Talking about it in real life

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Squiggy
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Talking about it in real life

Post by Squiggy » Wed Jun 06, 2012 3:24 am

Today at work, conversation led me to mention my "history". I didn't go into a whole lot of detail. I did briefly mention the visits by the cops and the Illinois DCFS. My co-workers were very sympathetic, for which I was extremely grateful.

How many people here have talked about their past in real life other than to family or psychologists/therapists? In how much detail? What reactions did you get?

Harmony
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Re: Talking about it in real life

Post by Harmony » Wed Jun 06, 2012 4:08 am

Squiggy,

Healthy kind people will may react to your disclosure with compassion. People who are judgmental about are usually fearful or triggered some discomfort of their own. Please be gentle with yourself.

Having healthy boundaries is a struggle for many of us.
Did you feel you over disclosed or spoke from your heart?

sending support,
Harmony

MayaSantiago
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Re: Talking about it in real life

Post by MayaSantiago » Wed Jun 06, 2012 4:39 am

hi Squiggy,
Well yes I have. Five of my closest friends know that I was abused as a child. They were great: supportive and understanding. Two of them tried to minimize it though along the lines of "it happened so long ago, let it go!" :shock: :x When I explained that it was not that easy, they kept on supporting me, but I was real mad at them!
I still haven't been able to tell my family. but they do know I'm diagnosed with severe depression and that I'm in treatment. I haven't told other people because I think they can be judgemental or I can be stigmatized somehow. For example I have a really good friend who has small children. I wouln't tell her because I knowfrom other conversations we have had that she thinks people who have been SAed will automatically become abusers themselves... So I don't want her to look at me funny when I'm talking to her daughters...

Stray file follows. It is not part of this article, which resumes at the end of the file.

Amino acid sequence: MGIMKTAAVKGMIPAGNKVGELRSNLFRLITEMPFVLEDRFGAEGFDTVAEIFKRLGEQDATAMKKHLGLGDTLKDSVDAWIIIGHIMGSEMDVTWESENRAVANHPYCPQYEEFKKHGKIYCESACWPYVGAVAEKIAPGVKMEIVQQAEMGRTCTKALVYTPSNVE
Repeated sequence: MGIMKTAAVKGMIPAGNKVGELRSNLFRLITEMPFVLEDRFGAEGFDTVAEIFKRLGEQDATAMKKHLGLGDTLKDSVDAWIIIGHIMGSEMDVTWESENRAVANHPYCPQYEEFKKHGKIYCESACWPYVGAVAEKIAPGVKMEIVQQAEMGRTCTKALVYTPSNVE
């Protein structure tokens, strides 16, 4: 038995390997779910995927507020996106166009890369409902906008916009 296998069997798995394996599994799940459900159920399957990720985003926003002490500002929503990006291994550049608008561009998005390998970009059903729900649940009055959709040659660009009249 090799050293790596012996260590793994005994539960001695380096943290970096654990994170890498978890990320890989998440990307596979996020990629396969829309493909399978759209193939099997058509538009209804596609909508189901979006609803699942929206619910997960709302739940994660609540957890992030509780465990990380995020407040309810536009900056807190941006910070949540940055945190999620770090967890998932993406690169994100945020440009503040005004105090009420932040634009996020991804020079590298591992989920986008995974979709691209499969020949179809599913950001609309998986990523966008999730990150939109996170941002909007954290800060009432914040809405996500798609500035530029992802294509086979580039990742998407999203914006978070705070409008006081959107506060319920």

Take care.
Maya
If you survive, if you persist, sing, dream, get drunk
This is the time of coldness: love, hurry.
The wind of hours sweeps the streets, the roads.
The trees wait: but you don't have to wait
This is the time to live. The only one.
Jaime Sabines

Squiggy
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Re: Talking about it in real life

Post by Squiggy » Wed Jun 06, 2012 4:48 am

Thanks Harmony & MS.
I don't think I overdid it. The topic came about naturally, and I didn't tell any detailed horror stories, just mentioned a few things in passing.
They said, among other things, that some of the things I had said in previous months, on seemingly unrelated topics, suddenly made sense.

Writer203
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Re: Talking about it in real life

Post by Writer203 » Sun Jun 10, 2012 5:46 am

Hi Squiggy,

I think it's a big step to talk about your past with other people besides close friends or a psychologist. I think it's a great sign that you have trustworthy co-workers! :)

I have shared my past in class before, but on purpose. I majored in Child Development, so child abuse came up occassionally. Somebody made the remark about how awesome foster care is and that all foster parents should adopt their foster children because the foster kids can't tell the difference between their biological parents and the foster parents. Being in kinship care myself and having a sibling in foster care at the time, I lost it. I raised my hand and lectured the class for twenty minutes on my past and how I arrived in foster care, and what foster care--even kinship care--was really like. I was glad for it. It also made someone else, who had grown up in foster care, feel brave enough to tell her story in front of the class. My professor was very impressed with me. :)

Other than that, my best friends know and I had to divulge my SA to a boyfriend to explain why I kept flinching every time he went to kiss me. He wasn't surprised and didn't react positively or negatively at all.